Lucien Abrams was born in Kansas, the son of a military major and into a family of means.
Abrams graduated with a degree in art and architecture from Princeton in 1892 and went
on to study at the Art Students League in New York until 1894. From there he continued his
studies in Paris with Benjamin Constant and Jean Paul Laurens. It was in Paris where Abrams
met and was highly influenced by the work of James McNeil Whistler. Eventually Abrams
would develop a style all his own and exhibited at the New Salon of the Société National des
Beaux Arts from 1899 to 1901; from 1902 to 1914 he exhibited annually at the Salon d'Automne
and the Société des Independents in Paris. He lived in Europe for a total of nine years painting
and traveling before he returned to the states.
On March 11, 1915, Abrams married Charlotte Gina Onillon, a native of Paris and graduate of
the Sorbonne; they had one daughter. They returned to the United States and settled in Old Lyme,
Connecticut among the other art colony members and was active in the Lyme Art Association.
Abrams exhibited in many prestigious places including the Pennsylvania Academy of Fine Arts
in 1903 and 1911, the National Academy of Design in 1907, and the Society of Independent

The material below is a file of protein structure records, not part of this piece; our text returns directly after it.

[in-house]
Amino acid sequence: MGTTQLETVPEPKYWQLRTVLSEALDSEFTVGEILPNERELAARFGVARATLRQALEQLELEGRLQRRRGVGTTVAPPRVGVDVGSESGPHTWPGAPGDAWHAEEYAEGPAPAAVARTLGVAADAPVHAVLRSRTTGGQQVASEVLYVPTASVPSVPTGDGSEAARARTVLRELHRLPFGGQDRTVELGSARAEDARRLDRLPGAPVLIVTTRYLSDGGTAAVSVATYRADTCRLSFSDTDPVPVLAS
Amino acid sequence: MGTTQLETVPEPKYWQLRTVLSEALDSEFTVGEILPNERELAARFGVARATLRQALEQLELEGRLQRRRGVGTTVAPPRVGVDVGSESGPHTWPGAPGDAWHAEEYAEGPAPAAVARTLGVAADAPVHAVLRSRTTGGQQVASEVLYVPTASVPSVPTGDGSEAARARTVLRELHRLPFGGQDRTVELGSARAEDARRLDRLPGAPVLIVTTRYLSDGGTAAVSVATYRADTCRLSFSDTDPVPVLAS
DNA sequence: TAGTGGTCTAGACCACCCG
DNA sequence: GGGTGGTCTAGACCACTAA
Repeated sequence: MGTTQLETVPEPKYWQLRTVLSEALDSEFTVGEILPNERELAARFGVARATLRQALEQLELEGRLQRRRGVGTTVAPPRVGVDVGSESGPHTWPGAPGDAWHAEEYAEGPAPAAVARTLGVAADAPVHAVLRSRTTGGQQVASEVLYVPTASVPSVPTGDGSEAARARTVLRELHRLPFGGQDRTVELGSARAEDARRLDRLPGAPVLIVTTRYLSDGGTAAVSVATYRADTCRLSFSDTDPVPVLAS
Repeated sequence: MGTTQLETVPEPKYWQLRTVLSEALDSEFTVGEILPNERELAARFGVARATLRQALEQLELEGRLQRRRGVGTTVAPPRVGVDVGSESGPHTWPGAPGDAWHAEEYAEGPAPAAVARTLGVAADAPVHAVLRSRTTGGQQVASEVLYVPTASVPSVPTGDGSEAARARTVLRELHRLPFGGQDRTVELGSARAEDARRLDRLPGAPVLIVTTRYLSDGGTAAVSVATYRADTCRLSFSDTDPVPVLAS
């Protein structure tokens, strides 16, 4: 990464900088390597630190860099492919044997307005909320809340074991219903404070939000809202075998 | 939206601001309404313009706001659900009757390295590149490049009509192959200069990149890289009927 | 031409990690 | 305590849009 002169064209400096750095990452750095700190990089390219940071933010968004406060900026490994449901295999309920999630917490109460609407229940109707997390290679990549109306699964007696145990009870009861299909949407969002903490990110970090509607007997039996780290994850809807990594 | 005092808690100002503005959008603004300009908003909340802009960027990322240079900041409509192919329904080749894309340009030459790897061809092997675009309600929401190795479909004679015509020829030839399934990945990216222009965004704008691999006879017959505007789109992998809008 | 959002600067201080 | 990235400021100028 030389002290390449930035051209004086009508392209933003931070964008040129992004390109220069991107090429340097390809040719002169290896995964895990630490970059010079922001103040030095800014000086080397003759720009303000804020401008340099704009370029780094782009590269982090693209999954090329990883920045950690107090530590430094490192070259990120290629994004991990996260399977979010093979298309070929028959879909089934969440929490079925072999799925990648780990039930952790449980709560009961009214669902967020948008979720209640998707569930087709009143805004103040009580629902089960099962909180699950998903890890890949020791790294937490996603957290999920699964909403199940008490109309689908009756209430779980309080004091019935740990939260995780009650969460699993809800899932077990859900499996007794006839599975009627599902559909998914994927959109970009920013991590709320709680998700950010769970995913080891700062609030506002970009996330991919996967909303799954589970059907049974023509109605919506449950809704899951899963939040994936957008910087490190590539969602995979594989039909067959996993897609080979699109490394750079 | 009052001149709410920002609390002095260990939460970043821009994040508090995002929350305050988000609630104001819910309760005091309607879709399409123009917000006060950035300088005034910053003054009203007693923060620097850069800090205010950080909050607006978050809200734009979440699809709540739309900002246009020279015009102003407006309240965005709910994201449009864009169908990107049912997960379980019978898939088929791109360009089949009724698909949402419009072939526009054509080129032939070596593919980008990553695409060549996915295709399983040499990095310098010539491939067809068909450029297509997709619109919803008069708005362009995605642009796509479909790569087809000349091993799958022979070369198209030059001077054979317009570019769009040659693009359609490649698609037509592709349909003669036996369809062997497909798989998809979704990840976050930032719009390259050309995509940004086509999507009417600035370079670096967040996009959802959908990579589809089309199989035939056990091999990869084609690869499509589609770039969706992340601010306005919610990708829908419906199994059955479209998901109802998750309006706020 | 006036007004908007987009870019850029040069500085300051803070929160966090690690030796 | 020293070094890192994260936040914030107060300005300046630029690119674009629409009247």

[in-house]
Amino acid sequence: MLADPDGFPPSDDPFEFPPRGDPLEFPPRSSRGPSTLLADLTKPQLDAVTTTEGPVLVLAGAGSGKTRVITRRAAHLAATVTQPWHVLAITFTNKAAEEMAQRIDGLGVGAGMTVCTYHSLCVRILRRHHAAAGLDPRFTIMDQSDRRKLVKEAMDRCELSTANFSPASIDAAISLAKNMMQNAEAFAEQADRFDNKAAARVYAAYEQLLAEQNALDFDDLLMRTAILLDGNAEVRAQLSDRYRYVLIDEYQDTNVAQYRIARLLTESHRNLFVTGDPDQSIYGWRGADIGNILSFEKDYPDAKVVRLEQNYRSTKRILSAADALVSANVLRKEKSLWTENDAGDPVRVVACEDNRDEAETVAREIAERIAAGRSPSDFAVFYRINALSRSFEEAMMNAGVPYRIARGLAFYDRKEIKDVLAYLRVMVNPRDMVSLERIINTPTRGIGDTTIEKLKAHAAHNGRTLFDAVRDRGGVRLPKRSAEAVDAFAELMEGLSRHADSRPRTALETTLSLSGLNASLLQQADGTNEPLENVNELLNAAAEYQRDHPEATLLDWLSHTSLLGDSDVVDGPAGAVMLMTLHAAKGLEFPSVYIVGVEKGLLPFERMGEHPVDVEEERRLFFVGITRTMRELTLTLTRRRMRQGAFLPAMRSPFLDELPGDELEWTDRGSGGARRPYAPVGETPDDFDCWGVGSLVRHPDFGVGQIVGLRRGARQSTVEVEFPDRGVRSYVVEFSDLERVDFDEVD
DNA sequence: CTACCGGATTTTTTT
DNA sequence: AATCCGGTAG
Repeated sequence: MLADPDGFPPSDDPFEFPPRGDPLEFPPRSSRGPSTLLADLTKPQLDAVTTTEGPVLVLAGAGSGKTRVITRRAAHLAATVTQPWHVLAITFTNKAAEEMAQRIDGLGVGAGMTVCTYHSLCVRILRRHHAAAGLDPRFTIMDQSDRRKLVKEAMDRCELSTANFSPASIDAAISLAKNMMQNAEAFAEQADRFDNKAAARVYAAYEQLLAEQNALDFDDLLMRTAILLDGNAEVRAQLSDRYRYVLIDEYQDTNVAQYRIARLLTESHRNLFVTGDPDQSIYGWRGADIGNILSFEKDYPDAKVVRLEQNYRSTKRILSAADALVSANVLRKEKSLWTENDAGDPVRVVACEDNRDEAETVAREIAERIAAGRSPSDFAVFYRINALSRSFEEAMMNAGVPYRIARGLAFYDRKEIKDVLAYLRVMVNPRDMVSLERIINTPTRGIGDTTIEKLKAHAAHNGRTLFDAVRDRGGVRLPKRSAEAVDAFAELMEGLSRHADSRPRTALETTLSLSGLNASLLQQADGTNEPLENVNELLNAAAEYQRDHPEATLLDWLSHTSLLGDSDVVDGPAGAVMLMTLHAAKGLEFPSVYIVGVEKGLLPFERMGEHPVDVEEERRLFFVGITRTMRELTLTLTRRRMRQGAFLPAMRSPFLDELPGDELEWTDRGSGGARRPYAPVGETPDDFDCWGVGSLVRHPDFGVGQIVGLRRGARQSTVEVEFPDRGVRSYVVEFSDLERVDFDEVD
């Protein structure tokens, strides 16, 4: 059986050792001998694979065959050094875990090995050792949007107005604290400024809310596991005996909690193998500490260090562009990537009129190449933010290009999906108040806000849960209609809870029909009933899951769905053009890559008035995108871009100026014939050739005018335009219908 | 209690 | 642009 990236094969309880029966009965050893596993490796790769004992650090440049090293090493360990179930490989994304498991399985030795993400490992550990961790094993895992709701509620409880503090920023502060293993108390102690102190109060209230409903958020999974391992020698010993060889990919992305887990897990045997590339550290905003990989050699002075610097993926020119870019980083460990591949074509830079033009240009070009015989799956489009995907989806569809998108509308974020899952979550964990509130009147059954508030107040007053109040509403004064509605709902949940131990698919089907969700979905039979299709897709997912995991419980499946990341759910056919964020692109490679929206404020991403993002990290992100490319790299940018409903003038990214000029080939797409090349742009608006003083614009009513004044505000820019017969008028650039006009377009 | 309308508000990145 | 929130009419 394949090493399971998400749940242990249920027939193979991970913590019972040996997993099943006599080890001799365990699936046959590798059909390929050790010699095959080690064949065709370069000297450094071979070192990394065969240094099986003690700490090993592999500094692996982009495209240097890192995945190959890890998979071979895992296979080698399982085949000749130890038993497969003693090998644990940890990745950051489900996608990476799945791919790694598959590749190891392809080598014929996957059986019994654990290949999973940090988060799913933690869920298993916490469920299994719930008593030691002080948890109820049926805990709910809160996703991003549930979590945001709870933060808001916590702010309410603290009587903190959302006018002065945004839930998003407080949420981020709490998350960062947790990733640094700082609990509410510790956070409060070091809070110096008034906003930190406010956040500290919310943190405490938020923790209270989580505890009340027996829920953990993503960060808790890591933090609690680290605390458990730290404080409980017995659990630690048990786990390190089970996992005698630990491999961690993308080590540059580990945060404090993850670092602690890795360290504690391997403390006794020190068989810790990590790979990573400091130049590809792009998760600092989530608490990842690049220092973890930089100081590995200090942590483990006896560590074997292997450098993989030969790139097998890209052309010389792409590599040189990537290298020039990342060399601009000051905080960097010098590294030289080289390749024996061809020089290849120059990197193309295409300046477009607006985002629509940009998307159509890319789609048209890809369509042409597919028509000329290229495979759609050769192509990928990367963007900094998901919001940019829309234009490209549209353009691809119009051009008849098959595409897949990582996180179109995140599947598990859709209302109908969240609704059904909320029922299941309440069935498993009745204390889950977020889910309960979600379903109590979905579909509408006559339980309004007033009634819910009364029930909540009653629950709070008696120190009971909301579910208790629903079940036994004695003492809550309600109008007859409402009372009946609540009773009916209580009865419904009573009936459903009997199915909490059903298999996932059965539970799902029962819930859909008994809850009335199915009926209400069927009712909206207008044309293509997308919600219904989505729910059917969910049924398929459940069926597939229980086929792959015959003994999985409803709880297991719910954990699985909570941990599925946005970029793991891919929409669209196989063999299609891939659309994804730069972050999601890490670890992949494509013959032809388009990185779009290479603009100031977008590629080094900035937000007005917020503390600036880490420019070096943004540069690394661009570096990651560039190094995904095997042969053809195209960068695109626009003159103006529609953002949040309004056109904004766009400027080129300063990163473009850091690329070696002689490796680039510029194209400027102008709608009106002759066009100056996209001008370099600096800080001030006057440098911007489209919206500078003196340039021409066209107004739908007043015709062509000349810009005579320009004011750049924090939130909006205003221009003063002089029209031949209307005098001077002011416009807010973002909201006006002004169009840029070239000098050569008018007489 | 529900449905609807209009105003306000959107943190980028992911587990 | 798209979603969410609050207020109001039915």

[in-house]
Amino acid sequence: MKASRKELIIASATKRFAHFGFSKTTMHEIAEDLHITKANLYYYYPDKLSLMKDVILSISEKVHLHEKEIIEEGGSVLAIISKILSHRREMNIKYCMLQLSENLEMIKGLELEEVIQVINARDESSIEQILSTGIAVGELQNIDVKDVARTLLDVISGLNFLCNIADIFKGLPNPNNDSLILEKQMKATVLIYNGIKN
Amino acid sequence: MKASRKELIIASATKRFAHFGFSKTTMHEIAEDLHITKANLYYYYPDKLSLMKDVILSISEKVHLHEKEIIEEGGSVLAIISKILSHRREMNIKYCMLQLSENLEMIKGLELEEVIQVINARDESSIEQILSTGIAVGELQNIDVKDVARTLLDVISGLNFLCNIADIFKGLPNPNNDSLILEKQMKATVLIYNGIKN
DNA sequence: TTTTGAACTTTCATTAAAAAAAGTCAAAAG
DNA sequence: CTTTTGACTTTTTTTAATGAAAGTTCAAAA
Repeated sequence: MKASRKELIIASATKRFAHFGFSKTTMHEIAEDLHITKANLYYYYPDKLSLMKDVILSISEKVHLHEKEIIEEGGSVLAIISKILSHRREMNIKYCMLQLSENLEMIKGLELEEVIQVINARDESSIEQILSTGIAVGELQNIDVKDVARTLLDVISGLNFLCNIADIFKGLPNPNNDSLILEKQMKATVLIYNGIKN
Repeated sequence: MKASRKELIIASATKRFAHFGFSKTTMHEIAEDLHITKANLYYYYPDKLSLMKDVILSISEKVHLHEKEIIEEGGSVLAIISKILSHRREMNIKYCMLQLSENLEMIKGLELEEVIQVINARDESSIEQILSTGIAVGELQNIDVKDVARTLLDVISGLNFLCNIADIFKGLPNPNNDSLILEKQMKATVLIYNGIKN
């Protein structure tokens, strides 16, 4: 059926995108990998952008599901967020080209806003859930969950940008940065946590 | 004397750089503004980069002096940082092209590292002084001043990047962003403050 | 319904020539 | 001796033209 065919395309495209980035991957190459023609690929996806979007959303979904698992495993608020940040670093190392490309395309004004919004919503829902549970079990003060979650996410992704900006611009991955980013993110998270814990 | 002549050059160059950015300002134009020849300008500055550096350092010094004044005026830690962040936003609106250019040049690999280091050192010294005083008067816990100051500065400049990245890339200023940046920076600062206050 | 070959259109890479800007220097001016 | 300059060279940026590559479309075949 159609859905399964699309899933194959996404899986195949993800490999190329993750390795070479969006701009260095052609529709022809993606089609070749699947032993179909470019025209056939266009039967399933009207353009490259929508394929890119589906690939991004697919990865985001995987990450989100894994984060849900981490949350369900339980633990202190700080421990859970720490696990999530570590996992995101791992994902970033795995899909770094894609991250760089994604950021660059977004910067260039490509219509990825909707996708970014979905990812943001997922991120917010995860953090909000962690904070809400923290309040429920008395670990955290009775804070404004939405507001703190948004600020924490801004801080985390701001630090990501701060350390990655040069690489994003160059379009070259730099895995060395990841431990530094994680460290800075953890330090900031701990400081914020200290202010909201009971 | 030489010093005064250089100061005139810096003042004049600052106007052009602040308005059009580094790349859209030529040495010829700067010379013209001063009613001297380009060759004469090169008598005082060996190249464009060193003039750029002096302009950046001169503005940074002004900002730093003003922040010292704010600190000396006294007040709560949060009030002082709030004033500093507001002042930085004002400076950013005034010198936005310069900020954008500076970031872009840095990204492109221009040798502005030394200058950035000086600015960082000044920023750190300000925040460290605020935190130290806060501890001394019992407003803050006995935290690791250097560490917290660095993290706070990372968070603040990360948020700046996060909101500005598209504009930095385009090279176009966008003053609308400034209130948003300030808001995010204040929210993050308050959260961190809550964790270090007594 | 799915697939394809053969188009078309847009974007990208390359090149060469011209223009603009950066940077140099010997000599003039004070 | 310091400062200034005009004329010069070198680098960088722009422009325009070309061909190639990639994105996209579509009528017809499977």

Artists in 1917 and 1919. Abrams paintings were shown at the Art Institute of Chicago, the Dallas
Art Association, the Dallas Women's Forum, the Fort Worth Museum of Art, and the Witte Memorial
Museum in San Antonio. He was represented at the 1925 Texas State Fair Art Exhibition by a group
of flower pieces and landscapes. One-man shows of his work were held at the Dallas Woman's Club,
the Pabst Galleries in San Antonio, and the Durand-Ruel Galleries in New York City.
He was also a member of the Dallas Art Association, the San Antonio Art Association, the American
Federation of Arts, and the Society of Independent Artists. Although Old Lyme was the artist's
principal residence, he maintained a studio at his father's home in Dallas and another house in
San Antonio. Abrams died in New Haven, Connecticut, on April 14, 1941.